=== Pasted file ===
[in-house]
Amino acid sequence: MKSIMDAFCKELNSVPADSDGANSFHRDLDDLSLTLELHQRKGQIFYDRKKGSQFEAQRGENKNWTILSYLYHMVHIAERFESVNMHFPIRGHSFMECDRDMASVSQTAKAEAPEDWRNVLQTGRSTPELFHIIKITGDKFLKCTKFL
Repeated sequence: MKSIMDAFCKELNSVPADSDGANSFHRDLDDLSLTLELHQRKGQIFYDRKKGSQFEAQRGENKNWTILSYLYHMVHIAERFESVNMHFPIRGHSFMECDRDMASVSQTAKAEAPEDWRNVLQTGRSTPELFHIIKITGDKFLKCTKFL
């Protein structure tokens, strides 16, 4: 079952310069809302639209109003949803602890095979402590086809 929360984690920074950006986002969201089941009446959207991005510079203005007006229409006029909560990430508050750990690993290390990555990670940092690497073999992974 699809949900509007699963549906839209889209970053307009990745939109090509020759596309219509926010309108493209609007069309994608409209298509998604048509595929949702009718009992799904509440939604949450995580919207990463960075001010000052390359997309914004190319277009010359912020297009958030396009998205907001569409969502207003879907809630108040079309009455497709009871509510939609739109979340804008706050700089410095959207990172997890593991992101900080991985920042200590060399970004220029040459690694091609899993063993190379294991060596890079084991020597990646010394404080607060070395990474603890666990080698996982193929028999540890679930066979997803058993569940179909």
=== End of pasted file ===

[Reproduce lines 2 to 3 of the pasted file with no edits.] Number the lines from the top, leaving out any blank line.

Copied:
Amino acid sequence: MKSIMDAFCKELNSVPADSDGANSFHRDLDDLSLTLELHQRKGQIFYDRKKGSQFEAQRGENKNWTILSYLYHMVHIAERFESVNMHFPIRGHSFMECDRDMASVSQTAKAEAPEDWRNVLQTGRSTPELFHIIKITGDKFLKCTKFL
Repeated sequence: MKSIMDAFCKELNSVPADSDGANSFHRDLDDLSLTLELHQRKGQIFYDRKKGSQFEAQRGENKNWTILSYLYHMVHIAERFESVNMHFPIRGHSFMECDRDMASVSQTAKAEAPEDWRNVLQTGRSTPELFHIIKITGDKFLKCTKFL